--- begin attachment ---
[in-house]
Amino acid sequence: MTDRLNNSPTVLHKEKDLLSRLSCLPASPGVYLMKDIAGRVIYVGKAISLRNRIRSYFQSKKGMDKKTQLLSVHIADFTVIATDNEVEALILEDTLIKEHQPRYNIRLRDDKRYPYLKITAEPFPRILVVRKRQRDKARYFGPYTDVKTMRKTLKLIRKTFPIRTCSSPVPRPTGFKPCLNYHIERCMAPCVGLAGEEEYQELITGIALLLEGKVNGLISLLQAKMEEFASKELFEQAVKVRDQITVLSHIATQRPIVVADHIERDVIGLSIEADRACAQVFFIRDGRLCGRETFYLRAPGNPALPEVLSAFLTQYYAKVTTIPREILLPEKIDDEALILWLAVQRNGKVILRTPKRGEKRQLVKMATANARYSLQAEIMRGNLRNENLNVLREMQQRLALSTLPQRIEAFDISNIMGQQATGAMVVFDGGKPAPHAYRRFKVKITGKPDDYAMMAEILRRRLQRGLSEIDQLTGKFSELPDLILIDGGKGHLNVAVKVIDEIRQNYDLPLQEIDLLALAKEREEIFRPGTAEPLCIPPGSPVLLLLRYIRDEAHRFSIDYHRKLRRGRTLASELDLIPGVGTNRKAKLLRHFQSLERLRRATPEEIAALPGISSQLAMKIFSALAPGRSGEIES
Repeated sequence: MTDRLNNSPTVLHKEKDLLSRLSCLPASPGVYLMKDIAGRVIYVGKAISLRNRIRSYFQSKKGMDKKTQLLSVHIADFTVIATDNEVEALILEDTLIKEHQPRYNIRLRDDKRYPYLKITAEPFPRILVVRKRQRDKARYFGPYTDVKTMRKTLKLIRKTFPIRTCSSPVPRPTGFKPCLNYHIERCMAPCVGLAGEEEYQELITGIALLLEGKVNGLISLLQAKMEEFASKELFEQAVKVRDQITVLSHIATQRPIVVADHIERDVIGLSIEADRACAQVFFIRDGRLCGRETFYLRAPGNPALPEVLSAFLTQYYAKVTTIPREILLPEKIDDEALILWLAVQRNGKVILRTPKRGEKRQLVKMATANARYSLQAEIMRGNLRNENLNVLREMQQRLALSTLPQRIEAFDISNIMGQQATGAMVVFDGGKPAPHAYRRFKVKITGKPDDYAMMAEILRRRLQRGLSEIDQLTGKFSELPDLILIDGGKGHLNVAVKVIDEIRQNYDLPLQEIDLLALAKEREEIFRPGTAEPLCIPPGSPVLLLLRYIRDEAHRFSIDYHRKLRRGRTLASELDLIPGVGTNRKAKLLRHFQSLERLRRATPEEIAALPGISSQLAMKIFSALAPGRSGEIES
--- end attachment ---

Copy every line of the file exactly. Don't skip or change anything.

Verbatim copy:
[in-house]
Amino acid sequence: MTDRLNNSPTVLHKEKDLLSRLSCLPASPGVYLMKDIAGRVIYVGKAISLRNRIRSYFQSKKGMDKKTQLLSVHIADFTVIATDNEVEALILEDTLIKEHQPRYNIRLRDDKRYPYLKITAEPFPRILVVRKRQRDKARYFGPYTDVKTMRKTLKLIRKTFPIRTCSSPVPRPTGFKPCLNYHIERCMAPCVGLAGEEEYQELITGIALLLEGKVNGLISLLQAKMEEFASKELFEQAVKVRDQITVLSHIATQRPIVVADHIERDVIGLSIEADRACAQVFFIRDGRLCGRETFYLRAPGNPALPEVLSAFLTQYYAKVTTIPREILLPEKIDDEALILWLAVQRNGKVILRTPKRGEKRQLVKMATANARYSLQAEIMRGNLRNENLNVLREMQQRLALSTLPQRIEAFDISNIMGQQATGAMVVFDGGKPAPHAYRRFKVKITGKPDDYAMMAEILRRRLQRGLSEIDQLTGKFSELPDLILIDGGKGHLNVAVKVIDEIRQNYDLPLQEIDLLALAKEREEIFRPGTAEPLCIPPGSPVLLLLRYIRDEAHRFSIDYHRKLRRGRTLASELDLIPGVGTNRKAKLLRHFQSLERLRRATPEEIAALPGISSQLAMKIFSALAPGRSGEIES
Repeated sequence: MTDRLNNSPTVLHKEKDLLSRLSCLPASPGVYLMKDIAGRVIYVGKAISLRNRIRSYFQSKKGMDKKTQLLSVHIADFTVIATDNEVEALILEDTLIKEHQPRYNIRLRDDKRYPYLKITAEPFPRILVVRKRQRDKARYFGPYTDVKTMRKTLKLIRKTFPIRTCSSPVPRPTGFKPCLNYHIERCMAPCVGLAGEEEYQELITGIALLLEGKVNGLISLLQAKMEEFASKELFEQAVKVRDQITVLSHIATQRPIVVADHIERDVIGLSIEADRACAQVFFIRDGRLCGRETFYLRAPGNPALPEVLSAFLTQYYAKVTTIPREILLPEKIDDEALILWLAVQRNGKVILRTPKRGEKRQLVKMATANARYSLQAEIMRGNLRNENLNVLREMQQRLALSTLPQRIEAFDISNIMGQQATGAMVVFDGGKPAPHAYRRFKVKITGKPDDYAMMAEILRRRLQRGLSEIDQLTGKFSELPDLILIDGGKGHLNVAVKVIDEIRQNYDLPLQEIDLLALAKEREEIFRPGTAEPLCIPPGSPVLLLLRYIRDEAHRFSIDYHRKLRRGRTLASELDLIPGVGTNRKAKLLRHFQSLERLRRATPEEIAALPGISSQLAMKIFSALAPGRSGEIES